There was also inserted in each contract these two paragraphs:
"Subject to the terms of this agreement, the Employer Company retains the unqualified right to discontinue the bonus whenever it sees fit.
"It is understood by all parties that the bonus shall not be considered as added compensation, but will be paid merely as a gratuity to aid in decreasing labor turnover and to further good feeling between the Employer Company and its employees."
Now we get down to the main question. There is no dispute between employees and company with regard to the hourly wages paid them or the allowance for overtime on those wages. The only question we have here is whether this provision for attendance bonus was part of an employee's regular rate of pay under Section 7 of the statute.4 If it was, he is entitled to have time and a half on the per hour provision for attendance bonus for the hours over forty he worked each week. If not, the company has paid him everything it owes him.
We think on this question that the plaintiffs are right and their employer is wrong. It is true that the bonus in question was not the result of increased productivity on the part of the worker. But it was the result of something which the company felt important enough to pay its good money for. That something was continuous service by the workers. It was an item which the company and the union bargained about and provision for bonus payment was put into the union contracts. Regardless of that, we think on simple principles of contract, the offer of attendance bonus was made to each employee after he was hired. It was in effect: "If you will be our employee for at least six months we will pay you so much extra for every hour you work." The employee accepted the offer by remaining employed during that period, thus giving up his privilege to quit at any time. We think under elementary principles of contract law there was an offer and acceptance which comprised an enforceable agreement to recover the amount of attendance bonus money thus earned.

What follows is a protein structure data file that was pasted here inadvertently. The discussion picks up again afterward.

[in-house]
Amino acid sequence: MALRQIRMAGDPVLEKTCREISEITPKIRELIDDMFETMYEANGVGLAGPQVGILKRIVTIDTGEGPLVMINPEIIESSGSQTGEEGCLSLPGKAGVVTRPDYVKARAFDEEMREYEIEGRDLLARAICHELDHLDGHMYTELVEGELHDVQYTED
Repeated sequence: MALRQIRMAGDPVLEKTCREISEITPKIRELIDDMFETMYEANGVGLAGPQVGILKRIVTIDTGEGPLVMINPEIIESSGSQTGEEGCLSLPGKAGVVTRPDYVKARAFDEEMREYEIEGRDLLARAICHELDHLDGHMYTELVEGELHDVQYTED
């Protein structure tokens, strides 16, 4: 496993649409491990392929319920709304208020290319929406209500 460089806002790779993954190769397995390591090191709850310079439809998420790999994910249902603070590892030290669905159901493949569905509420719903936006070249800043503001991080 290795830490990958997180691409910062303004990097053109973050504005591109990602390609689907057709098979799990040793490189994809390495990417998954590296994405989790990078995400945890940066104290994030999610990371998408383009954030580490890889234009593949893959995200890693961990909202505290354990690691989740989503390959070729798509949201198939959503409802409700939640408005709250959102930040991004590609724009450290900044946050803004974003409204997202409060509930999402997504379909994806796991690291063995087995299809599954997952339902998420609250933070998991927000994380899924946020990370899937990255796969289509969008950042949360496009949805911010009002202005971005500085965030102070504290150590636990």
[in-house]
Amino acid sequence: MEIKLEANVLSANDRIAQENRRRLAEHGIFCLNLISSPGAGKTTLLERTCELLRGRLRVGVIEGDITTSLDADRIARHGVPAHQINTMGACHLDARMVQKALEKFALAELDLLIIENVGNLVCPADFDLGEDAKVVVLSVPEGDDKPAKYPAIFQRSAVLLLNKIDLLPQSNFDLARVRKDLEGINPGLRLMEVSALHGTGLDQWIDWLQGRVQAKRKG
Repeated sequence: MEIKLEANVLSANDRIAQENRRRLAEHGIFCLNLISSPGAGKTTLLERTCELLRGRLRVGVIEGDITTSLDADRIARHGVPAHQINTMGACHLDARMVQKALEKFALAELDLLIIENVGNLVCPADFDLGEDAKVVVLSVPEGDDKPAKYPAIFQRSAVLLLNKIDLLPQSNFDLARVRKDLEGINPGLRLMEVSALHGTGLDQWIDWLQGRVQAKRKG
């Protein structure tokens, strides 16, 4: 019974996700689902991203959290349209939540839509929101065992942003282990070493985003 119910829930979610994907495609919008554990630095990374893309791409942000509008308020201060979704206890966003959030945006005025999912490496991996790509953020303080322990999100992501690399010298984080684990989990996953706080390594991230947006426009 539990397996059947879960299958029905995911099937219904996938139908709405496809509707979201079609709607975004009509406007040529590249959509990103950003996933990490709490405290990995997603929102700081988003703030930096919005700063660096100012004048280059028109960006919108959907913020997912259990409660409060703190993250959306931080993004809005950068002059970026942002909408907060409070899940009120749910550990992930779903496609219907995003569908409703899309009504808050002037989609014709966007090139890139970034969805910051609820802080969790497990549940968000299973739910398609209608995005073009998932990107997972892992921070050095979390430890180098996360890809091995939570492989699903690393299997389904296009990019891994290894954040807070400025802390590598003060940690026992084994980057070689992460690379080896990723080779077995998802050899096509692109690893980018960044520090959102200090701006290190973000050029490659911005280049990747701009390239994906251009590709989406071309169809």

What is said above takes care of the point made by the employer that certain employees were not in the bargaining union and, therefore, not covered by the contract. In the view we take of the matter there was an individual contract with each employee and whether he was also covered by the union contract does not matter.